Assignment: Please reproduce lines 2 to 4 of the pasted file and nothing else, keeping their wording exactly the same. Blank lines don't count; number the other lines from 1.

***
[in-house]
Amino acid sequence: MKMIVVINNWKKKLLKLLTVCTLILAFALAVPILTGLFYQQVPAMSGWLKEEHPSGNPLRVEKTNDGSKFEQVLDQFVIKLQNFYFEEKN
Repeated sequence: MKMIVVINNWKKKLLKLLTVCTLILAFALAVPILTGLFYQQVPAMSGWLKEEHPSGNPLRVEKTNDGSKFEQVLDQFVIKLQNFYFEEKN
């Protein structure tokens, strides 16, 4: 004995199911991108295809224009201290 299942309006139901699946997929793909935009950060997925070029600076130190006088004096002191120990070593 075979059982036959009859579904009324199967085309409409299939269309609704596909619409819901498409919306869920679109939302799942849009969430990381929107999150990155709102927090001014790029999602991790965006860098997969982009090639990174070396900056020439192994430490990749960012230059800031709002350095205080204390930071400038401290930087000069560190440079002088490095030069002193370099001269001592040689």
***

Amino acid sequence: MKMIVVINNWKKKLLKLLTVCTLILAFALAVPILTGLFYQQVPAMSGWLKEEHPSGNPLRVEKTNDGSKFEQVLDQFVIKLQNFYFEEKN
Repeated sequence: MKMIVVINNWKKKLLKLLTVCTLILAFALAVPILTGLFYQQVPAMSGWLKEEHPSGNPLRVEKTNDGSKFEQVLDQFVIKLQNFYFEEKN
């Protein structure tokens, strides 16, 4: 004995199911991108295809224009201290 299942309006139901699946997929793909935009950060997925070029600076130190006088004096002191120990070593 075979059982036959009859579904009324199967085309409409299939269309609704596909619409819901498409919306869920679109939302799942849009969430990381929107999150990155709102927090001014790029999602991790965006860098997969982009090639990174070396900056020439192994430490990749960012230059800031709002350095205080204390930071400038401290930087000069560190440079002088490095030069002193370099001269001592040689």